Strengths-based Approach to Development

by Stephanie Walters

Want to know more?

Other topics

Coaching Yourself



Personal Brand

It is essential that each of us find our element, not simply because it will make us more fulfilled but because, as the world evolves, the very future of our communities and institutions will depend on it.

Sir Ken Robinson, Internationally acclaimed thought leader in creativity, innovation and human capacity, and advisor on education to government, non-profit organisations, and the arts bodies.

TED talks

Shawn Achor – The happy secret to better work

Dan Gilbert – The surprising science of happiness

Martin Seligman – The new era of positive psychology

Ken Robinson – Schools kill creativity


The element: how finding your passion changes

Ken Robinson, published by Penguin (2010), 288 pages

Out of our minds: learning to be creative

Ken Robinson, published by Capstone (2011), 2001

Ken Robinson describes your element as the point at which natural talent meets person passion. He writes a compelling case for finding your element and following it. There are great stories and examples to help illustrate his points. A real must read!

Stretch: leading beyond boundaries

James Brook and Dr Paul Brewerton, published by Matador Business (2013), 128 pages

This is a fable about a manager who applies the strengths approach to building his team. It is easy to read and makes the strengths approach accessible to all who read it. A great number of tips, tools and techniques to help you practically apply the approach.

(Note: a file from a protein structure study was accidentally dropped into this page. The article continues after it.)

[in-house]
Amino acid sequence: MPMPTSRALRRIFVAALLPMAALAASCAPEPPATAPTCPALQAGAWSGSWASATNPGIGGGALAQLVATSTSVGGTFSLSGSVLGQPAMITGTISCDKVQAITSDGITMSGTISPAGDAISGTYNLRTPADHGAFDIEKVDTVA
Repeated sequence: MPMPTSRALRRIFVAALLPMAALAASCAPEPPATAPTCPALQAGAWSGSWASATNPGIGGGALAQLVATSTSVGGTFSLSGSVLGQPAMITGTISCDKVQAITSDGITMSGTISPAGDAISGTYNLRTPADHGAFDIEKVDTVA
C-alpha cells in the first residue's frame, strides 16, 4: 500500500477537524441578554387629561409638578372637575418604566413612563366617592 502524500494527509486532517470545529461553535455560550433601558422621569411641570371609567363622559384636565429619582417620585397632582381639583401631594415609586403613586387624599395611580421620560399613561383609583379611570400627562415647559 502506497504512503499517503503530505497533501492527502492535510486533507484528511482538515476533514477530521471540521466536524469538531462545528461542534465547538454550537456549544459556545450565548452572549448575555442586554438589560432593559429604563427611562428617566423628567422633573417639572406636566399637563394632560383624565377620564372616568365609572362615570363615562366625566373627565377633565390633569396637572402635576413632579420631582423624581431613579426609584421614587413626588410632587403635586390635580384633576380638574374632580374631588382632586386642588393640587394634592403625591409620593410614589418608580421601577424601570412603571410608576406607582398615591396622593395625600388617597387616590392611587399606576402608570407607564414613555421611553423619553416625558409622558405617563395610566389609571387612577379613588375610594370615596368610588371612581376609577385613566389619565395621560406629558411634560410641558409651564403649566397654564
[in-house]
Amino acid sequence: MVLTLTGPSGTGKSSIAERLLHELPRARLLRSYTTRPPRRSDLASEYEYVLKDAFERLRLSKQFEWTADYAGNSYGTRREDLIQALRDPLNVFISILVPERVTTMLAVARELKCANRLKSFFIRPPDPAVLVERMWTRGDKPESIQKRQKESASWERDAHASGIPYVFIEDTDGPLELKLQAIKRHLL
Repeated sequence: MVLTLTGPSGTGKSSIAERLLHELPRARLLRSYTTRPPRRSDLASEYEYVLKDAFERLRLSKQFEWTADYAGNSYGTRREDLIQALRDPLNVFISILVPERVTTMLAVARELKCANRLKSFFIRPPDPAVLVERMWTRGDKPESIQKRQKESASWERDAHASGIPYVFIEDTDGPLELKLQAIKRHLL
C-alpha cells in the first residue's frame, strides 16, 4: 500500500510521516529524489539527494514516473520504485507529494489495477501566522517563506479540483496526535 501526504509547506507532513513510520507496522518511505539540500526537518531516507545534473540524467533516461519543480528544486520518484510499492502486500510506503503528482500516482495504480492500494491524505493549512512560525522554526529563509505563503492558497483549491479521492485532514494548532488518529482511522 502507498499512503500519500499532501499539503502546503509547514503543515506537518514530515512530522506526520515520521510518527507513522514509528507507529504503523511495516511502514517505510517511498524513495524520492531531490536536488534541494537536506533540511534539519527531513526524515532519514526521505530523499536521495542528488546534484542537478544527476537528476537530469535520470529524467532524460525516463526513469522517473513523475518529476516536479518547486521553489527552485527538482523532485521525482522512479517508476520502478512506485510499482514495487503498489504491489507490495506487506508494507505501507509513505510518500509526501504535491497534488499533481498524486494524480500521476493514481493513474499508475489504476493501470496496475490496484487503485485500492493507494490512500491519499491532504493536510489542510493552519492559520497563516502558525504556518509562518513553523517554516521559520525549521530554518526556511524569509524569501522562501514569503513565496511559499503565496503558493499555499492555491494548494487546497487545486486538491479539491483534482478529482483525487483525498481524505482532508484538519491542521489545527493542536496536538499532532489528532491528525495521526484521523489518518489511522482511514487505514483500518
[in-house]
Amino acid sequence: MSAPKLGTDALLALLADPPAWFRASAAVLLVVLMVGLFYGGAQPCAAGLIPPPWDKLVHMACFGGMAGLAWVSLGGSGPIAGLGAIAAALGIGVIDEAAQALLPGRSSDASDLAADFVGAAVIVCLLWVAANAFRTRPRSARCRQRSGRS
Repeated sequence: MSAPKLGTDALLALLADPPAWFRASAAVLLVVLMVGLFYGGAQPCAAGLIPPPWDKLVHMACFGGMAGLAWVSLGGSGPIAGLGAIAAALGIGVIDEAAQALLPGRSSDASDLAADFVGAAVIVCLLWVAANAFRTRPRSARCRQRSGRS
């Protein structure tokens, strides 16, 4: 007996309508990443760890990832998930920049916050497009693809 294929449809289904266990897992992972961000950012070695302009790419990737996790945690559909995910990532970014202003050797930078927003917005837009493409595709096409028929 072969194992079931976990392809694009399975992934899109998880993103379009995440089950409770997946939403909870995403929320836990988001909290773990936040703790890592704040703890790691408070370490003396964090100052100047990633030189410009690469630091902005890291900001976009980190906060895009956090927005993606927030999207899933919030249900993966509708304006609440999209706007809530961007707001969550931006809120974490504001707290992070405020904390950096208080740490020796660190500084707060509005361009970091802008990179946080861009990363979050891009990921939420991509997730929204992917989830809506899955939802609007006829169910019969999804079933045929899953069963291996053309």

First break all the rules: what the world’s greatest managers do differently

Marcus Buckingham and Curt Coffman, published by pocket Books (2005), 320 pages

Now discover your strengths: how to develop your talents and those of people you manage

Marcus Buckingham and Donald O Clifton, published by Pocket Books (2005), 272 pages

These are both great books that introduce and explain the strengths approach as well as detailing information about the StrengthsFinder tool.

The happiness advantage: the seven principles of positive psychology that fuel success and performance at work

Shawn Achor, published by Virgin Books (2011), 256 pages

This is a fantastic book, full of examples of research projects that provide the credibility behind positive psychology and how it can help and support individuals, teams and organisations reach their potential.

Flow: the classic work on how to achieve happiness

Mihály Csíkszentmihályi, published by Rider (2002)

Csíkszentmihályi is best known for his concept of flow and how to achieve happiness. He offers evidence-based principles on how to achieve this and his concepts are widely used within the field of positive psychology and the strengths-based approach.


This consultancy company provides the tool Strengthscope and other products and services that apply the strengths approach to development.

The Center gives an introduction to the work of Martin Seligman and other positive psychologists.

This is Mike Pegg’s site where you can also find a summary of Martin Sleigman’s work.

Gives an overview of the Centre’s approach to identifying strengths.

This gives an introduction to the 34 StrengthsFinder Themes.

This gives an introduction to Bernard Haldane and other people’s work with Dependable Strengths.

This gives an introduction to Marcus Buckingham’s work on strengths.

This describes the research of leading Positive Psychology expert Shawn Achor and how to apply that to the workplace.

This gives an introduction to the work of Al Siebert and others who focus on developing inner strength.

This is an exercise that you can do to enable you to identify each person’ strengths, successful style and specific contribution to helping a team to reach its goals.


You can also contact the author directly: Stephanie Walters